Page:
IBM has released a new mainframe offering in a bid to boost security and data encryption and lead the fight against enterprise data breaches.
The next-gen IBM Z mainframe computer is capable of encrypting the entirety of a company’s data. IBM argues that this development will alleviate the pressure for customers selecting and managing their own encryption practices.
Instead, IBM Z encrypts data linked to any app, cloud service or database, at all times, in a streamlined process which does not require any changes to software.
The system is powered by what IBM is calling the industry’s fastest microprocessor. The system runs at 5.2GHz and is scalable with a 35% capacity increase over the previous z13 model.
According to the firm, IBM Z provides a fourfold increase in silicon dedicated to cryptographic algorithms. Thanks to a complete software revamp, it is also capable of running over 12 billion encrypted transactions every day.
IBM added that the processor is 18 times faster compared to the current x86 systems which only work on segments of data at one time. The system is also just 5% of the cost of comparable x86-based solutions.
Highlighting the increasing fear around data breaches and cybercrime, IBM forecasted that the criminal trend would cost the global economy an estimated $8 trillion by 2022 (approx. $6 trillion).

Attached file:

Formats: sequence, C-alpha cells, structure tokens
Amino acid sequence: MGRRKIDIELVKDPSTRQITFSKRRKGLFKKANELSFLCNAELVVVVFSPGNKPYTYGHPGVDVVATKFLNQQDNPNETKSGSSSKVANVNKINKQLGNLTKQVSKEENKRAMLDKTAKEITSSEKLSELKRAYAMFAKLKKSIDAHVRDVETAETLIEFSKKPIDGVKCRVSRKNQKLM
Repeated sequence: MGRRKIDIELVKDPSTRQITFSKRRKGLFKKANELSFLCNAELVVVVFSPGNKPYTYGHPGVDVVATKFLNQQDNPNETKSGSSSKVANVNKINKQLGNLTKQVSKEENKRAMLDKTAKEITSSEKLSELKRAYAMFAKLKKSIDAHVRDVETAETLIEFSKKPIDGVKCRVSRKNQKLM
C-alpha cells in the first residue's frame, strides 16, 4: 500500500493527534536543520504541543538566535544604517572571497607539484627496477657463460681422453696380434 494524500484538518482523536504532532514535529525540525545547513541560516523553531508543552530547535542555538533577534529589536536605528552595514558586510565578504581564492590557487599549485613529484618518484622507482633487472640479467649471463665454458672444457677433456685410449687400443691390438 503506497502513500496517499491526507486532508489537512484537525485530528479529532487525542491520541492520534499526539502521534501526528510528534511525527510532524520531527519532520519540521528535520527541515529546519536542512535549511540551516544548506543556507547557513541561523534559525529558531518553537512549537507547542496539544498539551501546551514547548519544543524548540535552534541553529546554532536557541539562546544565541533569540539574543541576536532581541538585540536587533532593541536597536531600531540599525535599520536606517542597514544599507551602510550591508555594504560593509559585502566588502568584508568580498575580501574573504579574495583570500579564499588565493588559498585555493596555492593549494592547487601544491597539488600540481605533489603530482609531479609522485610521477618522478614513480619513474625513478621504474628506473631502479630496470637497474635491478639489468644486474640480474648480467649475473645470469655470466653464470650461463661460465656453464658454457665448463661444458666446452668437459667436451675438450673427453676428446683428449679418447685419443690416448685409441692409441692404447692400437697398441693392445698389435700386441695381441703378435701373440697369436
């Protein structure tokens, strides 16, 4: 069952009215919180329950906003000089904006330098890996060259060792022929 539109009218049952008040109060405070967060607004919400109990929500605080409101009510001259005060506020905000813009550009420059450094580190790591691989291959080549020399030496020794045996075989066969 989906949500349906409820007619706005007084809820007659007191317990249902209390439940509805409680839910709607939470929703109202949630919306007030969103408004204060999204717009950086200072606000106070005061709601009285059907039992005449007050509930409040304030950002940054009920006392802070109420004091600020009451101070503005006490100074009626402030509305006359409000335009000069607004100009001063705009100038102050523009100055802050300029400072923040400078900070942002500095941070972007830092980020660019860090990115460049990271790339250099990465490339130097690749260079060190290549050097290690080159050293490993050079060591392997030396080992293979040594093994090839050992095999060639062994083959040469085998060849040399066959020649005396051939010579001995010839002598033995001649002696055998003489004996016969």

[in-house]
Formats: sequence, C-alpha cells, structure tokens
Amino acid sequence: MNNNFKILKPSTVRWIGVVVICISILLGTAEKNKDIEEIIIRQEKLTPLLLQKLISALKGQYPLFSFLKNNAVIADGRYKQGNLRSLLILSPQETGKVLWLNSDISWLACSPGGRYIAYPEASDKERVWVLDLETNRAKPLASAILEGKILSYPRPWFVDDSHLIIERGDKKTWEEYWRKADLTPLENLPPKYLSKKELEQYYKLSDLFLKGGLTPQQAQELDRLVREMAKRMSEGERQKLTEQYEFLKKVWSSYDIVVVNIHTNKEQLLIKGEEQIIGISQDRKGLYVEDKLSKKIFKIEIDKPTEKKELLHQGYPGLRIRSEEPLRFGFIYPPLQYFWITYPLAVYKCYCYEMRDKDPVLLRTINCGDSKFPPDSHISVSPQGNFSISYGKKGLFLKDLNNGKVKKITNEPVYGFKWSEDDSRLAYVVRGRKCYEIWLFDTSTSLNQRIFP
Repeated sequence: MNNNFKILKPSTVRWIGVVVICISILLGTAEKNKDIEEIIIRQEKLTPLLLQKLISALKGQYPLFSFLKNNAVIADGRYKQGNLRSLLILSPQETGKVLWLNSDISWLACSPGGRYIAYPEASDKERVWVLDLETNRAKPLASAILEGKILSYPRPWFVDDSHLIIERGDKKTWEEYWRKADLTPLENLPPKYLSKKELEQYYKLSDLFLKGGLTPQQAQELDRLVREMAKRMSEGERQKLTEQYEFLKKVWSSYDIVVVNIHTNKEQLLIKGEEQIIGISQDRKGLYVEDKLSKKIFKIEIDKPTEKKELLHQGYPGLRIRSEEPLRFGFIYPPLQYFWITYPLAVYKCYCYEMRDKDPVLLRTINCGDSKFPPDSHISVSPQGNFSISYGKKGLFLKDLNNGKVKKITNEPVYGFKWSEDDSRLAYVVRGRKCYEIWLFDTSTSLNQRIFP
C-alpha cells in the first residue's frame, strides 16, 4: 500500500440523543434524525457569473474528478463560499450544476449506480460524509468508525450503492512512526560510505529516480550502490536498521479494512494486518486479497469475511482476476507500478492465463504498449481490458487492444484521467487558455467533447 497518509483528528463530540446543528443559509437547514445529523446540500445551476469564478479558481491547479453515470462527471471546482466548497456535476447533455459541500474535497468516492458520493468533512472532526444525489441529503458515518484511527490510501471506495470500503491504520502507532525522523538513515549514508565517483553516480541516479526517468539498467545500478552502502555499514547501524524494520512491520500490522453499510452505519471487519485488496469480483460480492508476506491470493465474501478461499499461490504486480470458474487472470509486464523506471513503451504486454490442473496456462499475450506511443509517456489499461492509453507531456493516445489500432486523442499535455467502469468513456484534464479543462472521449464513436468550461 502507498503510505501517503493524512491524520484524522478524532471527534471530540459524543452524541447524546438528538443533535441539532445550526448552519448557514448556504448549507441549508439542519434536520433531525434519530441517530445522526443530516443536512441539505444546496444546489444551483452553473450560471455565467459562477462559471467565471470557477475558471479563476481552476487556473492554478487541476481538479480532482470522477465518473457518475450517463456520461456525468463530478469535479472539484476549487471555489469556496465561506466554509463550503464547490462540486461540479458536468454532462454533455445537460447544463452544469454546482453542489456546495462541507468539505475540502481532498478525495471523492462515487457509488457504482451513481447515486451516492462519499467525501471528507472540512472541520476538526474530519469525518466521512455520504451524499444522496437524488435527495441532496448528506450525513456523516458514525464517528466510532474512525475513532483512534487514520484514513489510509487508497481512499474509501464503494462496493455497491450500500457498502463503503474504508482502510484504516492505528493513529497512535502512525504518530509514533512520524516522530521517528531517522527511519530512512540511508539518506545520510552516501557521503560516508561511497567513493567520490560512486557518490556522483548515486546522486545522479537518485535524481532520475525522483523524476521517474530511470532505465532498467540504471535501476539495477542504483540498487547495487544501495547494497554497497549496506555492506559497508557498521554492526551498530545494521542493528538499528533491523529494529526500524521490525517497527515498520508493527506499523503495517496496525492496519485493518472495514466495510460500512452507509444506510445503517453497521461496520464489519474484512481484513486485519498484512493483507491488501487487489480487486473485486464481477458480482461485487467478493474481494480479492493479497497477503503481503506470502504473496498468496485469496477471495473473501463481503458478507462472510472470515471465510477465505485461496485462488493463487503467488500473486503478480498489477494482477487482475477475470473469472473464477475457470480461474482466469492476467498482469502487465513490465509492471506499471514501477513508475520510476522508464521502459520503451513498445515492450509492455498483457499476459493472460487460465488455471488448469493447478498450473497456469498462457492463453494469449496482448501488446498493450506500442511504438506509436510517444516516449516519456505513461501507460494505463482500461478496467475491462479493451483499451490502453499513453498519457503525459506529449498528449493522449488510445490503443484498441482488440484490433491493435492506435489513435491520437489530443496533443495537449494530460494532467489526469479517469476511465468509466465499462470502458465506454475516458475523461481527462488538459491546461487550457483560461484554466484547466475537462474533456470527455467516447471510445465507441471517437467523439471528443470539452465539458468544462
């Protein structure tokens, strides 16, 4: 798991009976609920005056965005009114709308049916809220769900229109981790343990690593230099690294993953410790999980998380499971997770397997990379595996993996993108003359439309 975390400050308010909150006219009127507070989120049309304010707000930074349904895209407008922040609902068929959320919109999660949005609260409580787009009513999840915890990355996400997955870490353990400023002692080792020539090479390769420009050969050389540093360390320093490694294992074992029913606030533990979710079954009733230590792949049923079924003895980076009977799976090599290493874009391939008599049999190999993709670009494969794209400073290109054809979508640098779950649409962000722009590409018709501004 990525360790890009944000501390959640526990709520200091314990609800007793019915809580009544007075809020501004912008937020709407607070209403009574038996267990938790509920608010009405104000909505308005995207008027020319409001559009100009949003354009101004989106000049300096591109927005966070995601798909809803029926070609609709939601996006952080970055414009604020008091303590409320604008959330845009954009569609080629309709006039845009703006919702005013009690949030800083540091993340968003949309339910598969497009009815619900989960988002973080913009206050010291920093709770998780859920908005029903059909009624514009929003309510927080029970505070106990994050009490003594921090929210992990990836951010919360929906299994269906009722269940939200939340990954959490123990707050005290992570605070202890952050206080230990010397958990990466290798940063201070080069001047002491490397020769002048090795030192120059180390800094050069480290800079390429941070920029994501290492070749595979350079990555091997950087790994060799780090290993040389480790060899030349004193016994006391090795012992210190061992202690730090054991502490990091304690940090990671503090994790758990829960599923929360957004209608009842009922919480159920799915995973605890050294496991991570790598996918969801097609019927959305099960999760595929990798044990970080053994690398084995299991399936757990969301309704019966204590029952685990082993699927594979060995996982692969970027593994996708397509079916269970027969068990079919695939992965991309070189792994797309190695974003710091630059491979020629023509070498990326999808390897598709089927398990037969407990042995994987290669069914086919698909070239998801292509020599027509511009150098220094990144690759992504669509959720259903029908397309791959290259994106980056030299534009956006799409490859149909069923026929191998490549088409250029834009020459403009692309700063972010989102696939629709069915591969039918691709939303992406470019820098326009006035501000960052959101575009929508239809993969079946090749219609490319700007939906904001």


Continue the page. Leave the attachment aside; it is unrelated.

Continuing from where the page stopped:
The company further found that over the course of 2016, more than four billion data records were stolen or lost – over a fivefold increase compared to 2015. Of these breached records, IBM added that only 4% were encrypted.
The firm believes that the new advancement will help businesses better manage their data and comply more easily with the upcoming GDPR regulations.
The company noted that IBM Z would be introduced to IBM Cloud as an encryption tool to run IBM Blockchain services in data centres around the globe, including in Dallas, London, Frankfurt, Sao Paolo, Tokyo and Toronto.
‘The powerful combination of IBM Z encryption and secure containers differentiates IBM Blockchain services on the cloud by supporting the trust models new blockchain networks require,’ commented Marie Wieck, general manager of IBM Blockchain. ‘Enterprise clients also benefit from the ease of use making management transparent to the application and the user.’